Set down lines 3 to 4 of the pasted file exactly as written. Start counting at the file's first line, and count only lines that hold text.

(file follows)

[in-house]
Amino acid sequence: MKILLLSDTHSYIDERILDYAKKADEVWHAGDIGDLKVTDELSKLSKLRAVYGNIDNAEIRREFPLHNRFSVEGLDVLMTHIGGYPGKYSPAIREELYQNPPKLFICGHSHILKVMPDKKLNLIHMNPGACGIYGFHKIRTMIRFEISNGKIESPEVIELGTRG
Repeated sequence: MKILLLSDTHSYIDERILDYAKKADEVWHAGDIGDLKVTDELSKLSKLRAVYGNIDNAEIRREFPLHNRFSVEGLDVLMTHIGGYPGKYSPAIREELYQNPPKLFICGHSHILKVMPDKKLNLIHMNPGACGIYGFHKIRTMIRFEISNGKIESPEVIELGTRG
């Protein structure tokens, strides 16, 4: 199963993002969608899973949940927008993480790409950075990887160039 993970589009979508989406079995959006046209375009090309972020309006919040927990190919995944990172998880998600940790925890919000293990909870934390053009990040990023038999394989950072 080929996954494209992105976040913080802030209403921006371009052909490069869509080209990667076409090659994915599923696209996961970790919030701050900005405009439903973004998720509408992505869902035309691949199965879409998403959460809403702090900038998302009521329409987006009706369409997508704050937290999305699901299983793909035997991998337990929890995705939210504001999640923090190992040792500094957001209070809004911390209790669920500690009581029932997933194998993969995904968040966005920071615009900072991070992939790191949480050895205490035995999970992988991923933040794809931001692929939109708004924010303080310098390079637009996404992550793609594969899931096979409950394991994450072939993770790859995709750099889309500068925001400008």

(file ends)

Repeated sequence: MKILLLSDTHSYIDERILDYAKKADEVWHAGDIGDLKVTDELSKLSKLRAVYGNIDNAEIRREFPLHNRFSVEGLDVLMTHIGGYPGKYSPAIREELYQNPPKLFICGHSHILKVMPDKKLNLIHMNPGACGIYGFHKIRTMIRFEISNGKIESPEVIELGTRG
């Protein structure tokens, strides 16, 4: 199963993002969608899973949940927008993480790409950075990887160039 993970589009979508989406079995959006046209375009090309972020309006919040927990190919995944990172998880998600940790925890919000293990909870934390053009990040990023038999394989950072 080929996954494209992105976040913080802030209403921006371009052909490069869509080209990667076409090659994915599923696209996961970790919030701050900005405009439903973004998720509408992505869902035309691949199965879409998403959460809403702090900038998302009521329409987006009706369409997508704050937290999305699901299983793909035997991998337990929890995705939210504001999640923090190992040792500094957001209070809004911390209790669920500690009581029932997933194998993969995904968040966005920071615009900072991070992939790191949480050895205490035995999970992988991923933040794809931001692929939109708004924010303080310098390079637009996404992550793609594969899931096979409950394991994450072939993770790859995709750099889309500068925001400008």